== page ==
Involuntary Unemployment And Its Effects On The Economy

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Contrary to what some economists believe, involuntary unemployment is a very real and continuous presence in the economy, both past and present. In the United States, the unemployment rate measures the number of people actively looking for a job as a percentage of the labour force. According to the Bureau of Labor Statistics (BLS), the current unemployment rate is at 5.4 percent, down from the high unemployment levels of a lingering 10 percent during the most recent recession less than six years ago. This rate fails to include other failures in reaching full employment, such as “the number of persons employed part time for economic reasons (sometimes referred to as involuntary part-time workers) … These individuals, who would have preferred full-time employment, were working part time because their hours had been cut back or because they were unable to find a full-time job” (Taborda, BLS). Involuntary unemployment is a common occurrence in capitalism that happens when, rather than simply not choosing to work at the set wage, a person is willing to work at the prevailing wage and yet remains unemployed. What many economists have sought and continue to seek to find out is the cause of high unemployment levels, whether that be what motivates humans to act in the economy or the nature of the system of capitalism.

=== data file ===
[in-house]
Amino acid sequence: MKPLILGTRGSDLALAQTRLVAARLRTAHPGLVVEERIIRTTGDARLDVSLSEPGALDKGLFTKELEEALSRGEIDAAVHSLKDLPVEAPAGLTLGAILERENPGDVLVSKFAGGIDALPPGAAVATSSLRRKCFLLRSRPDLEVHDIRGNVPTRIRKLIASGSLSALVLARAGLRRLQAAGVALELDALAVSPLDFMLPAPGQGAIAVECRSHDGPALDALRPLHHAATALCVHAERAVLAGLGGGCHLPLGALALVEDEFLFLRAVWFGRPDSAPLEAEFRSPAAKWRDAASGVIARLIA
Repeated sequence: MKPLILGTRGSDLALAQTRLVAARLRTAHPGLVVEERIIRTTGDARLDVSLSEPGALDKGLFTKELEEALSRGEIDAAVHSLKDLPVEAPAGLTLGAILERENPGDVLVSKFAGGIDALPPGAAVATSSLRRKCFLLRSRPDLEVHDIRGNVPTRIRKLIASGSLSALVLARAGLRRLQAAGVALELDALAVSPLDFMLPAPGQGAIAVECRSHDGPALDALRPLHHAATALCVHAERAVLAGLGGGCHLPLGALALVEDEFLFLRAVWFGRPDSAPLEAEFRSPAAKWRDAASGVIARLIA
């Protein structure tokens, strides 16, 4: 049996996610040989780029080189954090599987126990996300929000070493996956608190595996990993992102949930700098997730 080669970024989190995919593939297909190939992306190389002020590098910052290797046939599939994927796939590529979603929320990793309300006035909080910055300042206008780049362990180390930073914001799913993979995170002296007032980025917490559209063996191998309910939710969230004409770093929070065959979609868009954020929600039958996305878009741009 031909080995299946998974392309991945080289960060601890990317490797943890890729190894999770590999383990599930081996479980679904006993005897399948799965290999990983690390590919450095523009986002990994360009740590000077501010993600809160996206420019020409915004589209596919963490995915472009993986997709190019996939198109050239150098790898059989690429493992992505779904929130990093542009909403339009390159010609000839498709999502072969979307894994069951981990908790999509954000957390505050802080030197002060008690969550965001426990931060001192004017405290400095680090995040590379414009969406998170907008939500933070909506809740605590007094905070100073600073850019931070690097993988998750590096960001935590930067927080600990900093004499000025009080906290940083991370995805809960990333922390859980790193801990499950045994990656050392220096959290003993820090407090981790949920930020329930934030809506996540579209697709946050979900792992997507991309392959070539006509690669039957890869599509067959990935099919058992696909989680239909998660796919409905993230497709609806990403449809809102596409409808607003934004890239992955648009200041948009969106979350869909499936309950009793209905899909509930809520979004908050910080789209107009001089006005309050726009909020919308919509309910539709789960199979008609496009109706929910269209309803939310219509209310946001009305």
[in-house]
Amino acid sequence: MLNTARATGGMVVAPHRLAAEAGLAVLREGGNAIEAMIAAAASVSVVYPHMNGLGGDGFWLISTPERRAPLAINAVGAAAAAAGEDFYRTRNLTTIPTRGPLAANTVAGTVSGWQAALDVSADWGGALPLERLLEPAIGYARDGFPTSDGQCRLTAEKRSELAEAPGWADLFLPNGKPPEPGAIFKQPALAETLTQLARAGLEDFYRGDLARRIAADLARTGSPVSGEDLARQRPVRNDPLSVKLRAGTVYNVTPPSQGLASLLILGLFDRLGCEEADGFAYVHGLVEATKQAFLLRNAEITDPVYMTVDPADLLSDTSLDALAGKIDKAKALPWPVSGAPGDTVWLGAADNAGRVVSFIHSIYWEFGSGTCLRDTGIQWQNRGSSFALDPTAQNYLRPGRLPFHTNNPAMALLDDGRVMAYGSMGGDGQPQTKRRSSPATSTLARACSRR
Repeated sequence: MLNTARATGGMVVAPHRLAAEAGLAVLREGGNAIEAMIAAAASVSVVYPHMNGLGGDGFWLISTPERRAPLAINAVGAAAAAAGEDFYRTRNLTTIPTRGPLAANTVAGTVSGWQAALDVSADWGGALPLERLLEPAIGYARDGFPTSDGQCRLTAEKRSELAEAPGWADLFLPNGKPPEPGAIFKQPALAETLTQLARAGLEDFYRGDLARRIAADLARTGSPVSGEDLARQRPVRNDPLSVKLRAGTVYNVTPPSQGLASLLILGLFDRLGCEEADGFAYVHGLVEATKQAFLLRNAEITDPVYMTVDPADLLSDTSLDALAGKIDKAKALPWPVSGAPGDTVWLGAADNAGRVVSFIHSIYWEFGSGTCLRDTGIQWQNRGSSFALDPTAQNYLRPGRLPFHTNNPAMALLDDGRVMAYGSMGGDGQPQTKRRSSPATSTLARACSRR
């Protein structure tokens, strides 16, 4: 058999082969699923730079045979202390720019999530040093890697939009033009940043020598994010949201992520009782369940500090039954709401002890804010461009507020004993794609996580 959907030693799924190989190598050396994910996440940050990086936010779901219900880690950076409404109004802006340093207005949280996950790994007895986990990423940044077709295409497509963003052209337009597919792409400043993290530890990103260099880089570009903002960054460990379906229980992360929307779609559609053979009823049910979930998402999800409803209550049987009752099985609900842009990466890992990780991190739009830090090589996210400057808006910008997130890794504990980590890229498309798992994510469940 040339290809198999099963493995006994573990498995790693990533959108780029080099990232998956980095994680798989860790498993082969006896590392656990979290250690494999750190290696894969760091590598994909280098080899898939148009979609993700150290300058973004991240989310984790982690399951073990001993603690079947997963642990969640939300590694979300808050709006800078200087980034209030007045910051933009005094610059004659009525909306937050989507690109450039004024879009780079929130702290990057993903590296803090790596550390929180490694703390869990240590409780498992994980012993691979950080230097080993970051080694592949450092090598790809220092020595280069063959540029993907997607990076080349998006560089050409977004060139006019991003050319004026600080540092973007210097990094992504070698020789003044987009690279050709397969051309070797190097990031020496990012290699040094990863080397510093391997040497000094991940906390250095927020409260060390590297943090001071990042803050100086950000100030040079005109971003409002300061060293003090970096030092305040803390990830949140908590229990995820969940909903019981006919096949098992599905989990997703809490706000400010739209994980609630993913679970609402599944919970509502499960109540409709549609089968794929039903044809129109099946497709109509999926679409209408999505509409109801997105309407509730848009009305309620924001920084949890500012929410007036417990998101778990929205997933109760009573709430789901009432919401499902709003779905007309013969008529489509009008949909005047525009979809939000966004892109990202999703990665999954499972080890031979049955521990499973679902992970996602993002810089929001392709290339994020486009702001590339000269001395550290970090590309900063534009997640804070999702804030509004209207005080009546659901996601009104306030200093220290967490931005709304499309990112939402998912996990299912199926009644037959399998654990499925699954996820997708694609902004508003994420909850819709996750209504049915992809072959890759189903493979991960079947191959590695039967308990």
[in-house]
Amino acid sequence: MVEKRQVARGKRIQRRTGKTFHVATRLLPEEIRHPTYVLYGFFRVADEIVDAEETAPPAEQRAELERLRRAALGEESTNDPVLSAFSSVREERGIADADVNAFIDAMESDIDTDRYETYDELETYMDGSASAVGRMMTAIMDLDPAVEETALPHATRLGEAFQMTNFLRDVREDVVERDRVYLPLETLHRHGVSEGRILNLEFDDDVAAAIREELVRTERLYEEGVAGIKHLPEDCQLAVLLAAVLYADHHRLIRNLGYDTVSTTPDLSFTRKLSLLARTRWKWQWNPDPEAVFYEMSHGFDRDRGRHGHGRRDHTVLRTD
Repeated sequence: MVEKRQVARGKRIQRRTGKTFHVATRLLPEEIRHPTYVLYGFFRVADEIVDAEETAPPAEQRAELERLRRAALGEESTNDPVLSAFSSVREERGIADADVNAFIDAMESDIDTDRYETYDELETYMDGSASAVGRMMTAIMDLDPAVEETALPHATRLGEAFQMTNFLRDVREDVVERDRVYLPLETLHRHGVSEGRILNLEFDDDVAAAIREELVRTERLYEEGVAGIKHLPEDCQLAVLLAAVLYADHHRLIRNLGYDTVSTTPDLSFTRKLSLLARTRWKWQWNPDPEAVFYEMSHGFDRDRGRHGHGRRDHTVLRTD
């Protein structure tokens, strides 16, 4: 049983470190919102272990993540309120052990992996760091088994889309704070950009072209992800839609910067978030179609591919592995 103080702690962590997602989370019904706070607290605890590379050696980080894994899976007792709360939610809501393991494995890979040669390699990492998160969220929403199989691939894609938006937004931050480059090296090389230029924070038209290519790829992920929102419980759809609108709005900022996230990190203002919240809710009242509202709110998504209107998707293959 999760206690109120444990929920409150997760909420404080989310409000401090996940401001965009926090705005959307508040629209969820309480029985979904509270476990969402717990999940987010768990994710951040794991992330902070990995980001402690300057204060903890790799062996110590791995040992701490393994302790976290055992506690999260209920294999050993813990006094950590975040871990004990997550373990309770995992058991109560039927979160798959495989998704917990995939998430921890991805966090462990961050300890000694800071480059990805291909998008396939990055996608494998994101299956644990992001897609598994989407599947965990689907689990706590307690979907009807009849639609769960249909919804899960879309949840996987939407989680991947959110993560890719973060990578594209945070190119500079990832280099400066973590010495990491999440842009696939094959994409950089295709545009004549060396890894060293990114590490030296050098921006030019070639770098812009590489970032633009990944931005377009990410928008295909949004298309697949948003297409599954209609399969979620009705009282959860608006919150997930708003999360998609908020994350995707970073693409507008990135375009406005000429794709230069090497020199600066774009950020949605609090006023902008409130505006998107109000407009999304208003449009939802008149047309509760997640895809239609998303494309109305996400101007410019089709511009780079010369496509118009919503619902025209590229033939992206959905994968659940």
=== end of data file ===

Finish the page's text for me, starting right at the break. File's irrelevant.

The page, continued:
Some modern economists praise our current economic system of capitalism and suggest that it is not the cause of prolonged recessions while others condemn its

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